To the bankrupt poet, to the jilted lover, to anyone who yearns to elude the doubt within and the din without, the tidal strait between Manhattan Island and her favorite suburb offers the specious illusion of easy death. Melville prepared for the plunge from the breakwater on the South Street promenade, Whitman at the railing of the outbound ferry, both men redeemed by some Darwinian impulse, maybe some epic vision, which enabled them to change leaden water into lyric wine. Hart Crane rejected the limpid estuary for the brackish swirl of the Caribbean Sea. In each generation, from Washington Irving’s to Truman Capote’s, countless young men of promise and talent have examined the rippling foam between the nation’s literary furnace and her literary playground, questioning whether the reams of manuscript in their Brooklyn lofts will earn them garlands in Manhattan’s salons and ballrooms, wavering between the workroom and the water.

The strength of the book lies in detailing, in small descriptions and how they fit together into a perfect, mosaic-worked whole. The lobby of the Dolphin Credit Union, like “a discount wing at the Museum of Natural History. Glass display cases and dioramas line the exterior walls, exhibiting badger skeletons and arrow heads, elucidating the hibernation cycles of birch mice and the courtship rituals of crayfish,” for instance, or Starshine fucked to orgasm, “an angry gale” in which she “blocks out everything but the contours of his chest, his arms, the feel of flesh against flesh and sweat lathering her stomach and the violent energy building between them... The entire universe around her in a deafening eruption of flesh and hair and fluids—and then she is through, over, lost in silence. All she can hear is Jack’s hard breathing and the incessant labor of someone behind her head, on the opposite side of the plaster, pounding the wall with what sounds like the sole of a shoe. She is too content to be ashamed.” An Armenian florist promises good luck with a pineapple, some roses; a man searches—like a character from Camus—for the perfect sentence. There is even a preacher of a new religion, one that, suitably, has to do with desire, allure, sex:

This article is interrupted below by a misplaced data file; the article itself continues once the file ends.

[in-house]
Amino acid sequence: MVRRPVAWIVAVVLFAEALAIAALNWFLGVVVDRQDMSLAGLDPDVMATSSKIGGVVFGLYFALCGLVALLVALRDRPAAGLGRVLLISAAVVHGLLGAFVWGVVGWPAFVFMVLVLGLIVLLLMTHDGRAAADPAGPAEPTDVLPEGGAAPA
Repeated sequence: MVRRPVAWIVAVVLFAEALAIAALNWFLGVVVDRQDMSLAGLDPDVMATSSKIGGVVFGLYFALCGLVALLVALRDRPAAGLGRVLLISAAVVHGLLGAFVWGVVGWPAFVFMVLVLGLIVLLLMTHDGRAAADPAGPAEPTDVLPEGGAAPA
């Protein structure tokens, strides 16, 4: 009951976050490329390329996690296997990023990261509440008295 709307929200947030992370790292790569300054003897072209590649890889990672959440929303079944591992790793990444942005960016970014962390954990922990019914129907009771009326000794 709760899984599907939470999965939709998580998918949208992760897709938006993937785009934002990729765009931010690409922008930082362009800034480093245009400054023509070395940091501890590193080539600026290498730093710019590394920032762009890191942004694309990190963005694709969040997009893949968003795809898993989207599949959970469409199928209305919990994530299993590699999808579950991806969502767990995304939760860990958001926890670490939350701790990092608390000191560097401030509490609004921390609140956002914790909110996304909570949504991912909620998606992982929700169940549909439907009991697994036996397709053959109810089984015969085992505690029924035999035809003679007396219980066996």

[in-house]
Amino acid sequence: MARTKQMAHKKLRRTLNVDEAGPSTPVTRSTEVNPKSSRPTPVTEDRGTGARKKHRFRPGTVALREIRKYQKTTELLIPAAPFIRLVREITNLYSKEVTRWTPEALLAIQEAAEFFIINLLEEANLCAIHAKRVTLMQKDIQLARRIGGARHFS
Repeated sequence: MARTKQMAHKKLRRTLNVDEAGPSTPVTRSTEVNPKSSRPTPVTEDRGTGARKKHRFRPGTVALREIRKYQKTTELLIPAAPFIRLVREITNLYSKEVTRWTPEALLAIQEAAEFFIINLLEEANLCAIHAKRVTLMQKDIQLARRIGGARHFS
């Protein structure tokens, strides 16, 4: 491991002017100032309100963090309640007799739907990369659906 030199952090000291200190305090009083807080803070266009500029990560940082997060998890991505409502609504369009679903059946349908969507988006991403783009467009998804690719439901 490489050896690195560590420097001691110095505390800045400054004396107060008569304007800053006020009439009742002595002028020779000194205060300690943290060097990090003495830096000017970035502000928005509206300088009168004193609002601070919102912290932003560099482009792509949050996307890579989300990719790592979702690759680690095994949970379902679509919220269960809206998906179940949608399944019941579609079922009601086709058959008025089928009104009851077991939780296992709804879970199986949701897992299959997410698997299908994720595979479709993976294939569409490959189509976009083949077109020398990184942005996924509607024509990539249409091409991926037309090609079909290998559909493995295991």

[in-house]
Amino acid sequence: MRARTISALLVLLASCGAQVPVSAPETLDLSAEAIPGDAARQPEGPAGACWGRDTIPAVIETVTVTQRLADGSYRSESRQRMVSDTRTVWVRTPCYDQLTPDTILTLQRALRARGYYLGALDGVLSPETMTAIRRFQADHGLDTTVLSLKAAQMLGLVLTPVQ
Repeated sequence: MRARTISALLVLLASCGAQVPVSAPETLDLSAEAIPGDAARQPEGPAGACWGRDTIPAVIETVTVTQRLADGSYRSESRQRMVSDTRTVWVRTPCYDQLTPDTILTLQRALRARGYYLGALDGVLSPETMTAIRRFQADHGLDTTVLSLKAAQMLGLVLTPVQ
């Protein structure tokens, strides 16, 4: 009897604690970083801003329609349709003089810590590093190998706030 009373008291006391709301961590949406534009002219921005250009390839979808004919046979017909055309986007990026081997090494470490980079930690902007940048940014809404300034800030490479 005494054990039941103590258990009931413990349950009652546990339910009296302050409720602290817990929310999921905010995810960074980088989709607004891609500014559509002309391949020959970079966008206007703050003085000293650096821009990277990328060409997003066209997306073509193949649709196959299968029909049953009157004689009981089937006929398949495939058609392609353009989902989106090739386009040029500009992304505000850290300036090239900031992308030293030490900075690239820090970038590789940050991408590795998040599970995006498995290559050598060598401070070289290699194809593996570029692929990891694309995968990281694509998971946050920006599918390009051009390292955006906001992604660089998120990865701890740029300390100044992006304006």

...the reason that the Society for Secular Harmony resembles a Bryn Mawr class reunion is that the bishop, despite his bulbous nose and drooping ears, is hot as hell. On the street, of course, you’d walk past him. His physical attributes are few and far between. Yet behind his bully pulpit, engaged in his daily ritual of vainglorious self-denunciation, His Mystic Eminence acquires a magnetism that is part arch-patriot, part arch-revolutionary, part rising caudillo. He is Fidel and Eldridge Cleaver and Reverend Moon all rolled into one. Any of his followers would screw him in a heartbeat.

Such charisma—the charisma of the city itself, a wildly oscillating bi-polar nature, crashing from pure possibility to utter collapse, a froth flying off, raw desire like that of truant teens sprawled in the park or a crank prophet or a striving artist or a girl who knows she only holds the world in her palm for a second—drives this book, along with that tantalizing uncertainty of chance, of a coin, flipped, but still spinning on its thin edge, the outcome undetermined. In this city, it’s not just that anything is possible, but that the inverse is also true. You can kill the whale, or you can be dragged to the deep, erased. You can yawp over the roof that you are a cosmos, or you can never get published, be swallowed in silence. And yet the city itself, here, in these pages, plays the role of the shell-game artist on the subway, the numbers hustler on the street, the preacher in the makeshift tabernacle, the potential paramour across the bar: take the chance, it says, you can’t win if you don’t play...

Official Jacob M. Appel Web Site